Since 2003, German publishers Karl-May have held the Community trademark WINNETOU, which is used inter alia for printed material, films, jewellery, clothing, perfume, cosmetics, leather products, household items, food, games, and events as well as transport services, accommodation and catering. But in 2013, following the application for a declaration of invalidity from the German company Constantin Film Produktion GmbH, the mark was annulled in 2013 by the Office for Harmonisation in the Internal Market (OHIM), except in regards to ‘printers’ type’ and ‘printing blocks’. The Trademark Office took the view that the term Winnetou evoked reference to the Native American chieftain who is the protagonist of novels published by Karl May, and the main character of films and other plays, and therefore the sign was descriptive and devoid of any distinctive character, meaning that it could not be protected as a mark or consequently be monopolised.

The General Court of the European Union has on the 18 March 2016 upheld Karl-May’s action, annulling the previous decision of the Trademark Office. The General Court stated that the OHIM “infringed the principles of autonomy and independence which govern Community trademarks”. It is the opinion of the Court that the Office should not have granted the application for a declaration of invalidity by Constantin Film, without first independently assessing whether WINNETOU was descriptive with regards to the specified products and services.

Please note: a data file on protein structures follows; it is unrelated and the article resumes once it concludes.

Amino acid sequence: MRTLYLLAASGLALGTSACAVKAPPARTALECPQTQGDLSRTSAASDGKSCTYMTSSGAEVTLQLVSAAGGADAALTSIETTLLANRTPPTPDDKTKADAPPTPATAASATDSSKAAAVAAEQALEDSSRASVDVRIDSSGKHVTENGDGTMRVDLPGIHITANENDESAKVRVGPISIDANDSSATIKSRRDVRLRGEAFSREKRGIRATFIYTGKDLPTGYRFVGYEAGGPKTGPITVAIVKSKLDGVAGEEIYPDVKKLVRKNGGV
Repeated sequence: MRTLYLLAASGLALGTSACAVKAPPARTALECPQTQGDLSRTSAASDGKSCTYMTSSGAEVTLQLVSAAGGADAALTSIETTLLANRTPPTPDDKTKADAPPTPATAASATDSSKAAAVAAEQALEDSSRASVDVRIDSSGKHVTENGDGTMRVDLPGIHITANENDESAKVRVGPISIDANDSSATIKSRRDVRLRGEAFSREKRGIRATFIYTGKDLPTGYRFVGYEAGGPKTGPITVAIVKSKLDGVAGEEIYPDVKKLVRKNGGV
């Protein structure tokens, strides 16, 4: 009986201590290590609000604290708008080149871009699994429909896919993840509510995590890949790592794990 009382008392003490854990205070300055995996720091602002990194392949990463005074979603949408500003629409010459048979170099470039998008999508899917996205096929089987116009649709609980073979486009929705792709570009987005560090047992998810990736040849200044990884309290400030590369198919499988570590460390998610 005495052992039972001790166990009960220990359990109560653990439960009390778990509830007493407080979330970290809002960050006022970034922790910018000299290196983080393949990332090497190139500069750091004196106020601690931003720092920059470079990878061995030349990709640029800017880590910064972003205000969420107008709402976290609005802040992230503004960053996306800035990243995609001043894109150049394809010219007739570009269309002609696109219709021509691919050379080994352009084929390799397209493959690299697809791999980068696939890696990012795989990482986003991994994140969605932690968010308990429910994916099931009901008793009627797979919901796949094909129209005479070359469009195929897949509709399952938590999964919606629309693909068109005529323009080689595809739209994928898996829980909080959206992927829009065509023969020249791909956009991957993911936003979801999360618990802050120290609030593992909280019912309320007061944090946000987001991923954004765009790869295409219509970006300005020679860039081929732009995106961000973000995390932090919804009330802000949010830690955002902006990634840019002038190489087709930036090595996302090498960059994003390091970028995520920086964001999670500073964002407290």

This General Court of the European Union held that “OHIM infringed the principles of autonomy and independence which govern Community trademarks” and that it failed to give sufficient reasons for its decision. The Court also stated that the descriptive character of the goods as “merchandising” goods was too general and abstract, and that it should have carried out a specific analysis of the nature and characteristics of the goods in question, and should have carried out a more in-depth analysis of how the sign Winnetou evokes a fictional character and would generally refer to concepts of ‘Native American’.

As the Court has annulled the OHIM’s decision, the OHIM must now rule again on the declaration of invalidity brought by Constantin Film, taking into account, the Court’s judgement.